US highlights health aid to Zambia

Outgoing American Ambassador to Zambia Eric Schultz says the American government spends about $500 million dollars as assistance for development of the Zambian health sector every year.

Speaking when he toured Western Province on September 27th this year, Ambassador Schultz said the U.S. government remained as the largest donor to Zambia through programs such as the President’s Emergency Plan for AIDS Relief (PEPFAR), United States Agency for International Development (USAID), and the Centre for Disease Control and Prevention (CDC).

According to a press release issued to News Diggers by American Embassy Public Affairs Officer Janet Deutsch, Ambassador Schultz also said that the American government had put about 800,000 HIV positive people in Zambia on life-saving Anti-Retroviral Treatment (ART) under the PEPFAR program.

“A success of U.S. funding is that about 800,000 HIV+ people in Zambia are on life-saving anti-retroviral treatment (ART) largely as a result of the U.S. PEPFAR program and a strong partnership between the United States and Zambia. Through U.S. CDC, the U.S. government has been providing financial support to the Western Provincial Health Office (WHPO). U.S. CDC has been co-located with the provincial health staff for more than a decade, and through cooperative agreements with the Center for Infectious Disease Research in Zambia (CIDRZ) and WHPO, U.S. CDC has put more than 1,125 people living with HIV on ART and provided access to standard clinical, laboratory, and pharmacy care at the Sefula Health Center since 2006,” read the statement.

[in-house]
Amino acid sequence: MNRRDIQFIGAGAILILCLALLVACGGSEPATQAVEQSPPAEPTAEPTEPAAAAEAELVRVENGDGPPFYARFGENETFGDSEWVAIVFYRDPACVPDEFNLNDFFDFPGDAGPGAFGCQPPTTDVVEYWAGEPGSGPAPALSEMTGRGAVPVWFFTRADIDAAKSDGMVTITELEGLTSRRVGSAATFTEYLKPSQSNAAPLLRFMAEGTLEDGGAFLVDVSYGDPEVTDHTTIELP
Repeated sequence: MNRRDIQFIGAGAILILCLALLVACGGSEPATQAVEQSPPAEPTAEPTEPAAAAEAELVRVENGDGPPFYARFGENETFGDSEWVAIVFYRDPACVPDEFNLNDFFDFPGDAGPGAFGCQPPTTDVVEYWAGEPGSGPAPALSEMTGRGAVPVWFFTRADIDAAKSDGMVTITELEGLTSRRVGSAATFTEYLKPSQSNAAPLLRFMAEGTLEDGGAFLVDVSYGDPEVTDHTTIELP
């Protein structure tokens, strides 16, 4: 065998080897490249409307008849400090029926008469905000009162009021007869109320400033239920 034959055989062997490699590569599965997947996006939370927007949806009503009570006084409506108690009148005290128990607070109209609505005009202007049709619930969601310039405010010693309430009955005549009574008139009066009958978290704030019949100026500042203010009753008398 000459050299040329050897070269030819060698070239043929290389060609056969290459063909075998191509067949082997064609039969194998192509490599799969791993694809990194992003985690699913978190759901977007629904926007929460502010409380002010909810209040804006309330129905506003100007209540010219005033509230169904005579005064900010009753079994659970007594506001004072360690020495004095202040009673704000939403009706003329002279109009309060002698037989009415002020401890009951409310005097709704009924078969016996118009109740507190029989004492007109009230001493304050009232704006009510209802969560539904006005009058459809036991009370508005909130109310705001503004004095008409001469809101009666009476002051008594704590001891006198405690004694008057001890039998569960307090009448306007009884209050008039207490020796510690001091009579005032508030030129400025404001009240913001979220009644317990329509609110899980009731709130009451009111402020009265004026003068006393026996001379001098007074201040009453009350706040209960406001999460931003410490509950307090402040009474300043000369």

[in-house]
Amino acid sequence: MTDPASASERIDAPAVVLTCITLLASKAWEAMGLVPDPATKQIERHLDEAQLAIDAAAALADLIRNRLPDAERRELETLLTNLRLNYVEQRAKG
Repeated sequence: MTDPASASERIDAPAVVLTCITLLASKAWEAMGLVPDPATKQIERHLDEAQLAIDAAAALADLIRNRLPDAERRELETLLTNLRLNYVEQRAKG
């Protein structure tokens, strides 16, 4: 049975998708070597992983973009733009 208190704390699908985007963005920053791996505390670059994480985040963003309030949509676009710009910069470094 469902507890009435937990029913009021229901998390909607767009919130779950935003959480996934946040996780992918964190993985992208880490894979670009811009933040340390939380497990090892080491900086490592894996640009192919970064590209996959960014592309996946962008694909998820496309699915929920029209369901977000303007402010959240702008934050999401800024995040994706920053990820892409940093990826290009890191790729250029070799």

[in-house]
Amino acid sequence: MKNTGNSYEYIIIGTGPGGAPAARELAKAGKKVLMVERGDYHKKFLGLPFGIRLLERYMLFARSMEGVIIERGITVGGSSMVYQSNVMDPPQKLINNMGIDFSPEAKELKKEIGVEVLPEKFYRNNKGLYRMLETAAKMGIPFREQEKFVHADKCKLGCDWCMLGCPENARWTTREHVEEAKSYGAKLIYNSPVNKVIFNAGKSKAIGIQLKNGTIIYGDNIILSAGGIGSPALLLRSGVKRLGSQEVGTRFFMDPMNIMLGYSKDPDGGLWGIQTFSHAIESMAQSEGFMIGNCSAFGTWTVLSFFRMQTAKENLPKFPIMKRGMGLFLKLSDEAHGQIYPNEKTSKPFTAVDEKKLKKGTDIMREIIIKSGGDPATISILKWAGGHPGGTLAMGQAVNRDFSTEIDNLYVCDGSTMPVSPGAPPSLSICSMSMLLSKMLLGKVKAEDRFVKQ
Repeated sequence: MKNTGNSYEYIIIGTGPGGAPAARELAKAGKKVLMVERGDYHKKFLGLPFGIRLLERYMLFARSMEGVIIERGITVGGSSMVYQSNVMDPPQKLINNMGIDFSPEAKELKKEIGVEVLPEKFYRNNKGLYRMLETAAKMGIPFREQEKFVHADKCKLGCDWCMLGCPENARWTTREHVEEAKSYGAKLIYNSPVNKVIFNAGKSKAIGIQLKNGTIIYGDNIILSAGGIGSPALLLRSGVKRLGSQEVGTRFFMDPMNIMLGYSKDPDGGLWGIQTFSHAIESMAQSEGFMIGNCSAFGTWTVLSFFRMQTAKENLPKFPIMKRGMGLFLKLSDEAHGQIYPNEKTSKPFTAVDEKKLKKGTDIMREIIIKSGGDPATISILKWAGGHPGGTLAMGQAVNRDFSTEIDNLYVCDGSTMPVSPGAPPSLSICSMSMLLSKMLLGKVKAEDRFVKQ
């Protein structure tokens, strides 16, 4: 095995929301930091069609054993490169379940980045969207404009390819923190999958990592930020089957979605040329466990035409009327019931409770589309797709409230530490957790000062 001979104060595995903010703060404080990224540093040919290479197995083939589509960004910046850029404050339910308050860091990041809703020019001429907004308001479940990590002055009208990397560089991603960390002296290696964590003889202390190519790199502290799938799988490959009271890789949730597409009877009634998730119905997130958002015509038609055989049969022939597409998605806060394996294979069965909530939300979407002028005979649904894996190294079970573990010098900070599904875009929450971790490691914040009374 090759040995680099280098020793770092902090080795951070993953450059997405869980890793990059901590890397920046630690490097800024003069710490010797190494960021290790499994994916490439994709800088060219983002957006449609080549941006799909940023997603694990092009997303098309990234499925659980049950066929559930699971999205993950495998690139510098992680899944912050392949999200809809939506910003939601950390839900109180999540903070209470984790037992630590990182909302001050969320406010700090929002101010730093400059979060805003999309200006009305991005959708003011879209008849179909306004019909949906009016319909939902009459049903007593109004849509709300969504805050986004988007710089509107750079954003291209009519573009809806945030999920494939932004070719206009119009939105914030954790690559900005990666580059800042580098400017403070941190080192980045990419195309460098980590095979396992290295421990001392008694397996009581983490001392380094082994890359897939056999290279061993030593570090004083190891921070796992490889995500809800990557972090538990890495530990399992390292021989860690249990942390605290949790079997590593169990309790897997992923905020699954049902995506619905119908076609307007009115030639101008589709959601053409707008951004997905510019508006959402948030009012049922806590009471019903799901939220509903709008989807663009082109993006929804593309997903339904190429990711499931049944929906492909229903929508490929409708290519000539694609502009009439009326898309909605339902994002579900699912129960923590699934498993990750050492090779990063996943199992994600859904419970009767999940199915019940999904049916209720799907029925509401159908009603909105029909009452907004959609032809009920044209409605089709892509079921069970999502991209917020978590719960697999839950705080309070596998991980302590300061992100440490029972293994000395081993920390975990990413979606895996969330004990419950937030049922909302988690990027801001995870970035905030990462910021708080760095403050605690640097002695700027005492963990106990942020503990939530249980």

Ambassador Schultz also donated over 100 bicycles to the Lealui palace as part of a community activism campaign to fight Gender Based Violence (GBV) and HIV, of which 30 were donated to indunas.

He also mentioned a $27.4 million dollars stamping out and GBV preventing program co-funded by USAID and the United Kingdom Department for International Development (DfID) that had been in operation since 2012.

Ambassador Schultz further stated that the U.S. government had contributed more than $15 million dollars to the Sefula Rural Health Center over the past five years for comprehensive HIV/AIDS services.

He also urged the local leaders to sensitize residents about the benefits of knowing their HIV status.

During the visit, Ambassador Schultz paid a courtesy calls on Wetern Province Minister Nathaniel Mubukwanu, Mongu mayor Akayombokwa Kusiyo, Mongu Bishop Reverend Evans Chinyama Chinyemba, and King of the Lozi people His Majesty Litunga Edwin Lubosi Imwiko II.

         

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